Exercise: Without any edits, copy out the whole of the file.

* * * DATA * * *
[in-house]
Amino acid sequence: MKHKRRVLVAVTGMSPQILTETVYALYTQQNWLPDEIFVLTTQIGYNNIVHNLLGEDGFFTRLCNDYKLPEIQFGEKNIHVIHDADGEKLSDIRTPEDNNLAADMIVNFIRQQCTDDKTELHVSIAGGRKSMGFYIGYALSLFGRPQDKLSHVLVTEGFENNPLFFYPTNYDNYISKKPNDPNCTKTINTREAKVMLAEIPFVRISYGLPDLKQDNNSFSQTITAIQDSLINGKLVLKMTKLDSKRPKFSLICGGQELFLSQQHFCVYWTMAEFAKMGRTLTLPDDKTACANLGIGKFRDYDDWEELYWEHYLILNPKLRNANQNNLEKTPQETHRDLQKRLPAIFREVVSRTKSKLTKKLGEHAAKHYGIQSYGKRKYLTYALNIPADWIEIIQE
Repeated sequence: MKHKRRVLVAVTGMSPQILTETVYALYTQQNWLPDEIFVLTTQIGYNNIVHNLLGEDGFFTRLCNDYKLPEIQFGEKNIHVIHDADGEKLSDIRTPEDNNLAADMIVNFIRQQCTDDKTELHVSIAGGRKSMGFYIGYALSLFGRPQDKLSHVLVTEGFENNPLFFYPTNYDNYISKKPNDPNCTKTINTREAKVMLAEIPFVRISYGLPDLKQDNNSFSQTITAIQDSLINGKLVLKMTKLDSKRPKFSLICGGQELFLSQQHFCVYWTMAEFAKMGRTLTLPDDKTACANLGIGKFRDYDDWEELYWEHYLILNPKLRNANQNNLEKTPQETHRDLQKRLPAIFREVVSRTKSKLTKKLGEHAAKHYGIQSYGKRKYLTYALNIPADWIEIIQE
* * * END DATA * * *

[in-house]
Amino acid sequence: MKHKRRVLVAVTGMSPQILTETVYALYTQQNWLPDEIFVLTTQIGYNNIVHNLLGEDGFFTRLCNDYKLPEIQFGEKNIHVIHDADGEKLSDIRTPEDNNLAADMIVNFIRQQCTDDKTELHVSIAGGRKSMGFYIGYALSLFGRPQDKLSHVLVTEGFENNPLFFYPTNYDNYISKKPNDPNCTKTINTREAKVMLAEIPFVRISYGLPDLKQDNNSFSQTITAIQDSLINGKLVLKMTKLDSKRPKFSLICGGQELFLSQQHFCVYWTMAEFAKMGRTLTLPDDKTACANLGIGKFRDYDDWEELYWEHYLILNPKLRNANQNNLEKTPQETHRDLQKRLPAIFREVVSRTKSKLTKKLGEHAAKHYGIQSYGKRKYLTYALNIPADWIEIIQE
Repeated sequence: MKHKRRVLVAVTGMSPQILTETVYALYTQQNWLPDEIFVLTTQIGYNNIVHNLLGEDGFFTRLCNDYKLPEIQFGEKNIHVIHDADGEKLSDIRTPEDNNLAADMIVNFIRQQCTDDKTELHVSIAGGRKSMGFYIGYALSLFGRPQDKLSHVLVTEGFENNPLFFYPTNYDNYISKKPNDPNCTKTINTREAKVMLAEIPFVRISYGLPDLKQDNNSFSQTITAIQDSLINGKLVLKMTKLDSKRPKFSLICGGQELFLSQQHFCVYWTMAEFAKMGRTLTLPDDKTACANLGIGKFRDYDDWEELYWEHYLILNPKLRNANQNNLEKTPQETHRDLQKRLPAIFREVVSRTKSKLTKKLGEHAAKHYGIQSYGKRKYLTYALNIPADWIEIIQE